Even Apple’s Upcoming iPad mini 6 Is Getting the Ultra-Powerful A15 Chip

iPad mini 6 Bottom Credit: Renders By Ian / Jon Prosser
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We’ve been expecting a new “iPad mini 6” for over a year now, and it looks like not only is it finally coming soon, but it could end up exceeding last year’s iPad Air 4 in performance.

According to sources that spoke with 9to5Mac, Apple plans to include its very latest A15 processor in its upcoming iPad mini — that’s the same chip that’s expected to power the entire iPhone 13 lineup.

To be fair, this move isn’t entirely unprecedented — Apple surprised us when it did the same thing with the A14 chip in last fall’s iPad Air 4. In fact, as a result of delays in the iPhone 12 launch, the iPad Air actually became the first device to be announced with Apple’s newest chip, although the company rather coyly waited to make it available until after the iPhone 12 had been announced.

Still, it was a surprising move considering that Apple’s flagship iPad Pro was still sporting the less impressive A12Z chip.

Of course, Apple more than rectified that with this year’s 2021 iPad Pro models, which made a quantum leap into M1 territory. For a few months, however, it was the mid-tier iPad Air that had the most powerful chip in Apple’s entire tablet lineup.

Now, it looks like that may at least partially repeat itself with this year’s sixth-generation iPad mini, bringing Apple’s long-neglected smaller iPad back in a really big way.

While there’s obviously no way that Apple’s A15 chip can be expected to outperform the M1 that’s now found in the iPad Pro, putting an A15 into the iPad mini would make it the most powerful non-Pro iPad on the market — assuming of course that Apple doesn’t also have a fifth-generation iPad Air in the works.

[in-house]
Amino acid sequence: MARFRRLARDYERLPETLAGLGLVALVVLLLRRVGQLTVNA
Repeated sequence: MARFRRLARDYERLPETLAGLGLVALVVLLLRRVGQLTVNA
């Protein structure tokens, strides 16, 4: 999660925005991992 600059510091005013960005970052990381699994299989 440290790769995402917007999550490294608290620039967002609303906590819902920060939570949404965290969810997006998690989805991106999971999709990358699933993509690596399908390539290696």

However, that seems doubtful, as we’ve heard next to nothing about any of Apple’s plans for standard-sized iPad models. Further, with few exceptions, Apple generally seems content with an 18-month release cycle for most of its higher-end iPad models. This means that we likely won’t see a new version of the full-sized iPad Air until sometime next year, which lines up with other reports we’ve heard recently.

The Powerful iPad mini 6

As for the sixth-generation iPad mini, we’ve already heard from a couple of reliable sources that it’s going to be the biggest redesign in the product’s history, quelling earlier rumours that it would only be a minor refresh.

While we still can’t entirely rule out the possibility that Apple might be working on an entry-level version as well, it’s starting to sound like that may have only been an idea that Apple was tossing around. Either way, it’s this redesigned iPad mini that’s going to be the only one that’s worth talking about.

Sources also reveal that the new iPad mini will feature a USB-C port, although this is less of a surprise if it’s going to be adopting the same design as the most recent iPad Air.

While Apple remains firm on the Lightning port in most of its devices, it’s acknowledged that with the higher-end iPad models blurring the line between tablets and laptops, they need the connectivity options to match.

Hence, it’s also not a big surprise that 9to5Mac says we’ll be getting the new Smart Connector as well. Although obviously, the smaller size of the iPad mini means it won’t automatically be compatible with accessories like the Magic Keyboard, this will open the door to a smaller version of that particular keyboard, or other accessories that could take advantage of the new connector.

Basically, there’s every reason to believe at this point that the “iPad mini 6” will follow in the footsteps of the 2019 models, where the iPad mini 5 was simply a smaller version of the iPad Air 3, with a design and specs that are otherwise identical.

If the reports of the smaller iPad gaining an A15 chip are true, however, then the specs won’t be quite the same, and for the first time in Apple history, its smallest tablet will have pulled out ahead of the rest of the pack.

[The information provided in this article has NOT been confirmed by Apple and may be speculation. Provided details may not be factual. Take all rumors, tech or otherwise, with a grain of salt.]

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